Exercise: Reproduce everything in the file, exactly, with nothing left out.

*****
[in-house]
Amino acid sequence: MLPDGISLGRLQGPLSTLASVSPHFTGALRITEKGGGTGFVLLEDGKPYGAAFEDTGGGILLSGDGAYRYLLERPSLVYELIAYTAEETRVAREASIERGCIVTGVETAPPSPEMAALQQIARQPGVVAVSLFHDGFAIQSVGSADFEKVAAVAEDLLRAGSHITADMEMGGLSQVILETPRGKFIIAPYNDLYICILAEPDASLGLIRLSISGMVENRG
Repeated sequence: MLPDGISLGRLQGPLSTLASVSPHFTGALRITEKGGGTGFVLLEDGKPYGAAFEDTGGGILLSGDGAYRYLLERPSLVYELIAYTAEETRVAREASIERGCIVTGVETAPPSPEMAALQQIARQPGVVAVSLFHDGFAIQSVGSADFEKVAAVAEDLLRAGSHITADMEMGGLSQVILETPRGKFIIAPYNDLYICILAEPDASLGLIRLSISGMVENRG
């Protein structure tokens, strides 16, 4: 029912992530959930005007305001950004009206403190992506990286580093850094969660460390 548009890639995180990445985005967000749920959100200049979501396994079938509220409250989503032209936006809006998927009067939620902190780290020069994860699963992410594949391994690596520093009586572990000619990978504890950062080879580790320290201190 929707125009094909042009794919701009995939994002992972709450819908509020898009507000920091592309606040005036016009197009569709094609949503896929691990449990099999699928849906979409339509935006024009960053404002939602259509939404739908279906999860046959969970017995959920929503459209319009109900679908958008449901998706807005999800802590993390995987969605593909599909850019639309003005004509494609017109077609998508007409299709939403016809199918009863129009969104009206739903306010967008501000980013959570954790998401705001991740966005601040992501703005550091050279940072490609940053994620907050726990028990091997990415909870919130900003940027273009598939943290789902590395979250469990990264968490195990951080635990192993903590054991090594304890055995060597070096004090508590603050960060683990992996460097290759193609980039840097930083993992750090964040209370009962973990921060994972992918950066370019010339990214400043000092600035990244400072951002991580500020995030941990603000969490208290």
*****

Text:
[in-house]
Amino acid sequence: MLPDGISLGRLQGPLSTLASVSPHFTGALRITEKGGGTGFVLLEDGKPYGAAFEDTGGGILLSGDGAYRYLLERPSLVYELIAYTAEETRVAREASIERGCIVTGVETAPPSPEMAALQQIARQPGVVAVSLFHDGFAIQSVGSADFEKVAAVAEDLLRAGSHITADMEMGGLSQVILETPRGKFIIAPYNDLYICILAEPDASLGLIRLSISGMVENRG
Repeated sequence: MLPDGISLGRLQGPLSTLASVSPHFTGALRITEKGGGTGFVLLEDGKPYGAAFEDTGGGILLSGDGAYRYLLERPSLVYELIAYTAEETRVAREASIERGCIVTGVETAPPSPEMAALQQIARQPGVVAVSLFHDGFAIQSVGSADFEKVAAVAEDLLRAGSHITADMEMGGLSQVILETPRGKFIIAPYNDLYICILAEPDASLGLIRLSISGMVENRG
């Protein structure tokens, strides 16, 4: 029912992530959930005007305001950004009206403190992506990286580093850094969660460390 548009890639995180990445985005967000749920959100200049979501396994079938509220409250989503032209936006809006998927009067939620902190780290020069994860699963992410594949391994690596520093009586572990000619990978504890950062080879580790320290201190 929707125009094909042009794919701009995939994002992972709450819908509020898009507000920091592309606040005036016009197009569709094609949503896929691990449990099999699928849906979409339509935006024009960053404002939602259509939404739908279906999860046959969970017995959920929503459209319009109900679908958008449901998706807005999800802590993390995987969605593909599909850019639309003005004509494609017109077609998508007409299709939403016809199918009863129009969104009206739903306010967008501000980013959570954790998401705001991740966005601040992501703005550091050279940072490609940053994620907050726990028990091997990415909870919130900003940027273009598939943290789902590395979250469990990264968490195990951080635990192993903590054991090594304890055995060597070096004090508590603050960060683990992996460097290759193609980039840097930083993992750090964040209370009962973990921060994972992918950066370019010339990214400043000092600035990244400072951002991580500020995030941990603000969490208290």